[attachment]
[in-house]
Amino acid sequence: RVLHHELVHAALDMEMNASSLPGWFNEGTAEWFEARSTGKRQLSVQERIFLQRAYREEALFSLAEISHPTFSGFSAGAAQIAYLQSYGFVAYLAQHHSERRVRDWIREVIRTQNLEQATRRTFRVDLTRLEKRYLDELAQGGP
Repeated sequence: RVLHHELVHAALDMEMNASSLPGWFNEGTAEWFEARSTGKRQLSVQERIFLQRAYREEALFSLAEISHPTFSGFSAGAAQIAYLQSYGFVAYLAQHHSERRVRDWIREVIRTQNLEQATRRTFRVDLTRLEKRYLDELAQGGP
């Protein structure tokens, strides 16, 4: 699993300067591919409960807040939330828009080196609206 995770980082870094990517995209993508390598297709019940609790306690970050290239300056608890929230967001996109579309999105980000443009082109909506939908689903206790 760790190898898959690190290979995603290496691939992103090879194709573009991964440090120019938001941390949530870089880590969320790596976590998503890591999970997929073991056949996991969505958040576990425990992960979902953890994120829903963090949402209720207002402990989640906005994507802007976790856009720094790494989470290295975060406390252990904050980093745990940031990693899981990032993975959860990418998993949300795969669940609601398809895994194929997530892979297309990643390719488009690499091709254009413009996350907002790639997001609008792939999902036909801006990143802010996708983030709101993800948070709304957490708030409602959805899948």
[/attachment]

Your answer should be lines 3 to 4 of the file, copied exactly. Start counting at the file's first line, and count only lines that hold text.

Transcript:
Repeated sequence: RVLHHELVHAALDMEMNASSLPGWFNEGTAEWFEARSTGKRQLSVQERIFLQRAYREEALFSLAEISHPTFSGFSAGAAQIAYLQSYGFVAYLAQHHSERRVRDWIREVIRTQNLEQATRRTFRVDLTRLEKRYLDELAQGGP
């Protein structure tokens, strides 16, 4: 699993300067591919409960807040939330828009080196609206 995770980082870094990517995209993508390598297709019940609790306690970050290239300056608890929230967001996109579309999105980000443009082109909506939908689903206790 760790190898898959690190290979995603290496691939992103090879194709573009991964440090120019938001941390949530870089880590969320790596976590998503890591999970997929073991056949996991969505958040576990425990992960979902953890994120829903963090949402209720207002402990989640906005994507802007976790856009720094790494989470290295975060406390252990904050980093745990940031990693899981990032993975959860990418998993949300795969669940609601398809895994194929997530892979297309990643390719488009690499091709254009413009996350907002790639997001609008792939999902036909801006990143802010996708983030709101993800948070709304957490708030409602959805899948």